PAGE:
Playground or graveyard? Fight breaks out over future of bin Laden's compound in Abbottabad

After the US raid that killed bin Laden, Pakistani authorities demolished the building and left the plot vacant

Mohammad Sadaqat/afp July 24, 2016
Workers mark the edges of the patch of ground where the house where al Qaeda leader Osama bin Laden was killed once stood in Abbottabad on July 23, 2016. PHOTO: AFP

ABBOTTABAD/ PESHAWAR: A dispute has broken out over the future of the site where Osama bin Laden was shot dead in 2011, with authorities pushing rival plans for a graveyard or playground.

The military has erected a wall around the 3,800 square feet plot where the al Qaeda leader's compound once stood in Abbottabad, and wants to convert it into a graveyard. But the local provincial government, which was handed the land after bin Laden was killed by US special forces, is trying to redevelop it as a playground.

Boundary wall constructed on Bin Laden’s hiding place

"We have secured this place from encroachment by building a wall around it and now we will develop this into a graveyard because there is a serious issue of unavailability of graveyards in the area," Zylfiqar Ali Bhutto, vice president of the military-run Cantonment Board of Abbottabad (CBA), told AFP.


However, Mushtaq Ghani from the Khyber Pakhtunkhwa provincial government, opposed developing a cemetery in the built up area. "The government wants to construct a playground there. If we get funds, we will turn that place into a playground this year," Ghani said. "You can't develop a cemetery in the middle of houses."

Bhutto insisted CBA had the authority to push ahead with it plans. "We are going to meet the provincial government officials next week and will sort out this issue," he said.

“It’s the property of the provincial government according to revenue record and the district administration is a custodian”, an administrative officer, requesting anonymity, told The Express Tribune. He said the ownership rights have been transferred to the provincial government.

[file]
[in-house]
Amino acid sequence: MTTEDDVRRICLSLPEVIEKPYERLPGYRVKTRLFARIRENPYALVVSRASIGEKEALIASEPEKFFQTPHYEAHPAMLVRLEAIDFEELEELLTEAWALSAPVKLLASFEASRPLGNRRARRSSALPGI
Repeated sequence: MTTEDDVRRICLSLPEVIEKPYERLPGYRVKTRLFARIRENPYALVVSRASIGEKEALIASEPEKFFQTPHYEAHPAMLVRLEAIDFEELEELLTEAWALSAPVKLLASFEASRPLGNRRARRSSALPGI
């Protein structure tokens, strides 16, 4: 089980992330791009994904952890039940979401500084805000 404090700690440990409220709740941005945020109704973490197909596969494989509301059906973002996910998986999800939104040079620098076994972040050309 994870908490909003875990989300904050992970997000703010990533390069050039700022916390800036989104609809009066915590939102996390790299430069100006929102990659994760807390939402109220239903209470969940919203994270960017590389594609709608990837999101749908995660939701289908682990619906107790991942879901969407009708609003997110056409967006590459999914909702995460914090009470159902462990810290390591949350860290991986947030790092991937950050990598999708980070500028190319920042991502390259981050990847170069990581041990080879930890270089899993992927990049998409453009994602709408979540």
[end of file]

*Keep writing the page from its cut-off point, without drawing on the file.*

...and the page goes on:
When approached for comments Abbottabad Assistant Commissioner Mir Raza Ozgan also confirmed it was the property of the provincial government. He said he had already written to the CBA authorities when they had first covered the plot with barbed wires.

Bin Laden's son threatens revenge for father's assassination

Elite US Navy Seals launched a helicopter raid on the highly fortified compound on May 2, 2011, killing Osama bin Laden and taking away his body. Pakistani authorities later demolished the building and left the plot vacant.

The killing was a huge success for US President Barack Obama and decapitated al Qaeda. But it drove a wedge between Islamabad and Washington, with lingering suspicions that the Pakistanis had for years been covering up the whereabouts of one of the world's most wanted men.


Ch. Allah Daad | 5 years ago | Reply Both parties have motives, one is bad and other is good. Protectors and friends of OBL want it to be a graveyard so that people come over there, feel sad, cry and say Fatiha for the departed soul. Others want it be a play ground because OBL's death means freedom, liberty and happiness for young people.
Bunny Rabbit | 5 years ago | Reply Build a public toilet in that area.
Replying to X

Comments are moderated and generally will be posted if they are on-topic and not abusive.

For more information, please see our Comments FAQ


Most Read